A motion before Bruce County indicating that deep geological repositories are a matter of settled science has been deferred for a second time.
On Thursday, the county’s executive council, which is made up of the eight mayors of the county’s lower tier municipalities, voted to defer the motion. The matter was referred to the executive committee in February after the notice of motion presented by Saugeen Shores Mayor Luke Charbonneau was deferred the first time.
In the motion, it also states that the county expresses its continuing support for Canada’s plan for a safe, long-term storage of nuclear waste materials.
South Bruce Mayor Bob Buckle, who presented the motion to again defer on Thursday, said that during the discussion about the motion, he felt that some of the mayors were wanting more information about the science.
“Since South Bruce will be having a lot of environmental studies done within the next year, such as borehole drilling and water well monitoring, the science will be more confirmed if it is true,” Buckle said Friday. “A report will come back to county council within a year about the results of these environmental studies.”
South Bruce is one of two remaining preferred sites for the deep geological repository proposal by the Nuclear Waste Management Organization, with the other in the Ignace area, northwest of Lake Superior.
In South Bruce, the NWMO has now secured more than 1,500 acres of land north of Teeswater through a combination of option and purchase arrangements. NWMO expects to begin drilling the first of two exploratory boreholes on the lands in the spring.
Feasibility studies are underway for both sites, with the preferred site expected to be announced by 2023.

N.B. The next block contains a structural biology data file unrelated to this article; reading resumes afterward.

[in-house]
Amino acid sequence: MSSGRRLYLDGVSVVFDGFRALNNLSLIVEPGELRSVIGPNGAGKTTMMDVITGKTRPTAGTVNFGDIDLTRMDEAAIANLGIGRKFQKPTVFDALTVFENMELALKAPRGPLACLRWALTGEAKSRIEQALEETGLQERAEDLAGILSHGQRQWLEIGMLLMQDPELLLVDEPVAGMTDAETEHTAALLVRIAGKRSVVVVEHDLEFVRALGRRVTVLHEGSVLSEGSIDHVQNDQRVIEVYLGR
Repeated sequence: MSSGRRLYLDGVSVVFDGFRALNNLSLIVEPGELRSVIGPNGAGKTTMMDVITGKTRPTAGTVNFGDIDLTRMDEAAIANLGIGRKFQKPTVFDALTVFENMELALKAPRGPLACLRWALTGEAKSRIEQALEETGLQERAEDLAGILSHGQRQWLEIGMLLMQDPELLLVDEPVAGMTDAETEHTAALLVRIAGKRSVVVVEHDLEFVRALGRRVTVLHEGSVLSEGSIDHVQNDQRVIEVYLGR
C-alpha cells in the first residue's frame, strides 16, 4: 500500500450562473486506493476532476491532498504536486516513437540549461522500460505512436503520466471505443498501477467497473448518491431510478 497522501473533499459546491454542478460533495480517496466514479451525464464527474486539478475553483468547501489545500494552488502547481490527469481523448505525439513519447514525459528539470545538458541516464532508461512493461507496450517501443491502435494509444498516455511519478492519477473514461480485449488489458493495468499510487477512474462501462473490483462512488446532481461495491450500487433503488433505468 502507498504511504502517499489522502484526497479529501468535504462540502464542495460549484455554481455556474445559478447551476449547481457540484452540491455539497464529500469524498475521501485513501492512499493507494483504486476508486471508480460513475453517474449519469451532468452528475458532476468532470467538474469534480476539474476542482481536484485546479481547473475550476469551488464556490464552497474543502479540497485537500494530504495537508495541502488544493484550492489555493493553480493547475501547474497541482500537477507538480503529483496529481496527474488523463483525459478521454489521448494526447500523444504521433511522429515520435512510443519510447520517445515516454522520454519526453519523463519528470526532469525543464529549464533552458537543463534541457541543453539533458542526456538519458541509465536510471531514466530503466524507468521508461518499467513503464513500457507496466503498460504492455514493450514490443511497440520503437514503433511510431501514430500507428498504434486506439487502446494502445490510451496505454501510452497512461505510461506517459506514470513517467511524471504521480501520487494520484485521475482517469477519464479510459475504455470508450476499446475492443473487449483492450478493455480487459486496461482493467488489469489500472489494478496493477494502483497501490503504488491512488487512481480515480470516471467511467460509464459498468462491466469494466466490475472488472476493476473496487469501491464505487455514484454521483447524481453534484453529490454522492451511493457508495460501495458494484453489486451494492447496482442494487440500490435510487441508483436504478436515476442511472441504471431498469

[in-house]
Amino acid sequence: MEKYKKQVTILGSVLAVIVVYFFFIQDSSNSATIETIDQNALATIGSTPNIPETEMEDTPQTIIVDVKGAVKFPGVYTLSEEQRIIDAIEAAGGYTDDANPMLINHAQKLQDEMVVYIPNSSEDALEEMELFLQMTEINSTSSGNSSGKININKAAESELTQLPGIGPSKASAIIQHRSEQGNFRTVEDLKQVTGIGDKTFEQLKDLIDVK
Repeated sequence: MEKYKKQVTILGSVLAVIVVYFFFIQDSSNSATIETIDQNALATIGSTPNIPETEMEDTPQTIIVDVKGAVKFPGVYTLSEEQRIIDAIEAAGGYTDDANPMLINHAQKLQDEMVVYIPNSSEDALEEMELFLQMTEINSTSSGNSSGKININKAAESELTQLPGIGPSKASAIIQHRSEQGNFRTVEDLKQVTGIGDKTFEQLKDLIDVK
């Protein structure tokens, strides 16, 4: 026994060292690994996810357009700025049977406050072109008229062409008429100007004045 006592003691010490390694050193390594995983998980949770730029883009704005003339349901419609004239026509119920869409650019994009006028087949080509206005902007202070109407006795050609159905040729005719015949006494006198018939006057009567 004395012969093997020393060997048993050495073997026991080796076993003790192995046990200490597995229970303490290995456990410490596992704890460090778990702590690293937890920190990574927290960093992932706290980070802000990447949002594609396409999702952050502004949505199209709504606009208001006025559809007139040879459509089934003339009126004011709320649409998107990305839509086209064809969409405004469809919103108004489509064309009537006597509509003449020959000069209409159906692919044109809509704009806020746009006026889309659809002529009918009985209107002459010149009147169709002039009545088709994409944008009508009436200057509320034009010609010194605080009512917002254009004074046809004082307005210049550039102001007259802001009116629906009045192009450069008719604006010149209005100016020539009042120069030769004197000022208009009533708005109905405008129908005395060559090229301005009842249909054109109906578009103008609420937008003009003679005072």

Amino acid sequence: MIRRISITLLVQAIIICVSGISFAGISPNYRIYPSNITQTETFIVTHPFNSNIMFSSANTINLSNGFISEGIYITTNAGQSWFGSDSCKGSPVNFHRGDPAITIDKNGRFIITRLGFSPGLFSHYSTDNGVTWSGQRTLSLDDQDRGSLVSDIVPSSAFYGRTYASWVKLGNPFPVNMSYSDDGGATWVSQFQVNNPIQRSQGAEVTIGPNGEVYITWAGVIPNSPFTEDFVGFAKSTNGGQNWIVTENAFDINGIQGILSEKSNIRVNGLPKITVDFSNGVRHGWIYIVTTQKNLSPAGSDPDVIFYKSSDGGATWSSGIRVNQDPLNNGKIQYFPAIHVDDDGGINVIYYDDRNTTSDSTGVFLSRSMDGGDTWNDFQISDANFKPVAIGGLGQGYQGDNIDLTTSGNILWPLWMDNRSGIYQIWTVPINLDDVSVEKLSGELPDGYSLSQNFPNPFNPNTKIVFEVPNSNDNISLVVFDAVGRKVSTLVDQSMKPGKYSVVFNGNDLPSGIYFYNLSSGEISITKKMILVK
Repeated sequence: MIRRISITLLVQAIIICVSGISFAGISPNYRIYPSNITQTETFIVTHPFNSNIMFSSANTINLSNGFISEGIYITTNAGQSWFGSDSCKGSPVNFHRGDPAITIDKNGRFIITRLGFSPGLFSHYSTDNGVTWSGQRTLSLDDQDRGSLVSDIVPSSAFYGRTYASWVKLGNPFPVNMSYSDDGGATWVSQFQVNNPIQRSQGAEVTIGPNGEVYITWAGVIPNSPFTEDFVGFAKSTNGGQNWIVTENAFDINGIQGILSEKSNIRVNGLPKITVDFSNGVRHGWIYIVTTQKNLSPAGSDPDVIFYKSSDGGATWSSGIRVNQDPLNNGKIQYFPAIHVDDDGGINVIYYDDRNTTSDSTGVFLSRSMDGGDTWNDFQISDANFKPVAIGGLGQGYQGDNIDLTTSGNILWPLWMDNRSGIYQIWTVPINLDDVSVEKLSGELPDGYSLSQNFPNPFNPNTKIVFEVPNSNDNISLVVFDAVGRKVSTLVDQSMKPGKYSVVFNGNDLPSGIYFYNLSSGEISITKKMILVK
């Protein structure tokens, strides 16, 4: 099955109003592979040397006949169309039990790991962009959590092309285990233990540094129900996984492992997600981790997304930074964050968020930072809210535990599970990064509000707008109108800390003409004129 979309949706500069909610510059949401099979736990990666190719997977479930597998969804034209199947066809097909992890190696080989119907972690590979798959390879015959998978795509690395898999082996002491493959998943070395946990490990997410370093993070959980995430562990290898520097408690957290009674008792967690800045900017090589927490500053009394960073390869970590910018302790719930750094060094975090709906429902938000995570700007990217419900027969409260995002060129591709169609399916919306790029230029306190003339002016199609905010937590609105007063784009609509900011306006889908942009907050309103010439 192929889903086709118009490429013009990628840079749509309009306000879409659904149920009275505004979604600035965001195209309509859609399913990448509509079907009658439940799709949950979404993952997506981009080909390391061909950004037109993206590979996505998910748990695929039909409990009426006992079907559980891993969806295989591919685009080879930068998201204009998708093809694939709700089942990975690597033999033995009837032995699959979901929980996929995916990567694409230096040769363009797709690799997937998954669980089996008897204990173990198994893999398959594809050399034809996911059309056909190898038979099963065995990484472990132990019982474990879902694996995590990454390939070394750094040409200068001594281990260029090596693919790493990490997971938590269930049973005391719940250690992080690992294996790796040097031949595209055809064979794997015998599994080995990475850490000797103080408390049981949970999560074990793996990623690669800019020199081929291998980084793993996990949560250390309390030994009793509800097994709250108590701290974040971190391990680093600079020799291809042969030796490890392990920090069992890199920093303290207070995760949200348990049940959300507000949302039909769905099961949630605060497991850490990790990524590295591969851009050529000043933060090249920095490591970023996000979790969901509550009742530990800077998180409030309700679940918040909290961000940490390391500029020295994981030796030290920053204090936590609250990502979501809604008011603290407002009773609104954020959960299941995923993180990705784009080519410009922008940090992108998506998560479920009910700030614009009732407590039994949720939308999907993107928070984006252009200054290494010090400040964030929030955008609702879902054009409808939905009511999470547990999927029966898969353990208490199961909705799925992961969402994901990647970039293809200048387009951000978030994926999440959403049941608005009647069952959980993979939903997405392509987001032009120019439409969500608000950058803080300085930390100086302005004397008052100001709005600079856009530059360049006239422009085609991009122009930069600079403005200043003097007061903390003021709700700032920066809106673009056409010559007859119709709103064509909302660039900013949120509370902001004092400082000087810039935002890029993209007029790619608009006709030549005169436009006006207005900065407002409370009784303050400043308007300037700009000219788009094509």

The aim of the project is to create a long-term storage solution for spent fuel rods, currently stored above ground at nuclear sites. The proposal would involve the construction of an approximately two kilometre by three kilometre underground storage facility, about 500 metres below the surface, depending on the rock characteristics of the site.
The Protect Our Waterways – No Nuclear Waste group has been strongly opposing the plan in South Bruce, and attended Thursday’s meeting, where president Michelle Stein made a presentation.
Buckle said that he could tell that some of Bruce County’s mayors were “hesitant” following Stein’s presentation and after Charbonneau brought the motion forward.
“I could see where they were definitely wanting more information,” he said. “That is why I had to have it deferred until we get these studies done to back up the science.”
Protect Our Waterways has raised concerns about the motion, which it says “runs counter to the fundamental of science by attaching the word ‘settled’ to an untested and theoretical project.”
“It is premature for the County of Bruce to consider a vote on this motion when the lower tier Municipality of South Bruce has stated on numerous occasions that no decision has been made by the South Bruce council to proceed with the project,” Stein said in a news release.
“We are very pleased to be heard on this motion,” she added in response to the deferral.
A large group of Protect Our Waterways supporters were on hand at the county building in Walkerton to demonstrate their dissatisfaction with the motion and to show opposition to the proposed DGR.
The group has gathered signatures on a petition, distributed hundreds of signs against it and has asked for a referendum on the proposal, but so far there has been no commitment to such a vote.
“This motion is premature and would have taken the decision making process out of the hands of South Bruce ratepayers who are seeking a referendum on the issue,” Protect Our Waterways supporter Jason Wall said in the release. “This project will never have a social license from the community until ratepayers in South Bruce have had their say in a vote.”
Buckle has said that South Bruce residents will definitely have a say on whether the project should come to South Bruce, including at election time in 2022 when he expects there will be candidates both for and against the proposal.
Council has also considered having a separate municipal vote on the DGR, but no decision has been made on that yet, he said.